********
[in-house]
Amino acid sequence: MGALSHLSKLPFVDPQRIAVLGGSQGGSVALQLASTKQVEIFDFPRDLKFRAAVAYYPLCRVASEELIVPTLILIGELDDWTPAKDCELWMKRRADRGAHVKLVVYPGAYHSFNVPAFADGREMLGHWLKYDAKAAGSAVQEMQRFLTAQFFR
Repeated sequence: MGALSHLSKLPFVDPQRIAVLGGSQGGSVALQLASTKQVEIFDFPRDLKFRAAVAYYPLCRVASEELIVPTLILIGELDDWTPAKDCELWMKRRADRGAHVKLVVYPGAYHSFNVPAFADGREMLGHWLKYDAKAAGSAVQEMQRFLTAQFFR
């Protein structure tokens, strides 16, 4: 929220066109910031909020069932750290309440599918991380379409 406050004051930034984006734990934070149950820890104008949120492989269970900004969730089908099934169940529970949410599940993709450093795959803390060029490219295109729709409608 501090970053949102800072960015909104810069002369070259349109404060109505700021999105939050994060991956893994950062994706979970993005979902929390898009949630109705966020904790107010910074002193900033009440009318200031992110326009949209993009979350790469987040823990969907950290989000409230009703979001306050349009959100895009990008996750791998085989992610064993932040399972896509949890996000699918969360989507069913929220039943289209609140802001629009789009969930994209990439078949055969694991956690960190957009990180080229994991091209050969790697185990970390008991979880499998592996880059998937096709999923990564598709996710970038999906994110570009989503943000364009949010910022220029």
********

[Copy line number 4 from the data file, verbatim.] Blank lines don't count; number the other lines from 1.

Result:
């Protein structure tokens, strides 16, 4: 929220066109910031909020069932750290309440599918991380379409 406050004051930034984006734990934070149950820890104008949120492989269970900004969730089908099934169940529970949410599940993709450093795959803390060029490219295109729709409608 501090970053949102800072960015909104810069002369070259349109404060109505700021999105939050994060991956893994950062994706979970993005979902929390898009949630109705966020904790107010910074002193900033009440009318200031992110326009949209993009979350790469987040823990969907950290989000409230009703979001306050349009959100895009990008996750791998085989992610064993932040399972896509949890996000699918969360989507069913929220039943289209609140802001629009789009969930994209990439078949055969694991956690960190957009990180080229994991091209050969790697185990970390008991979880499998592996880059998937096709999923990564598709996710970038999906994110570009989503943000364009949010910022220029």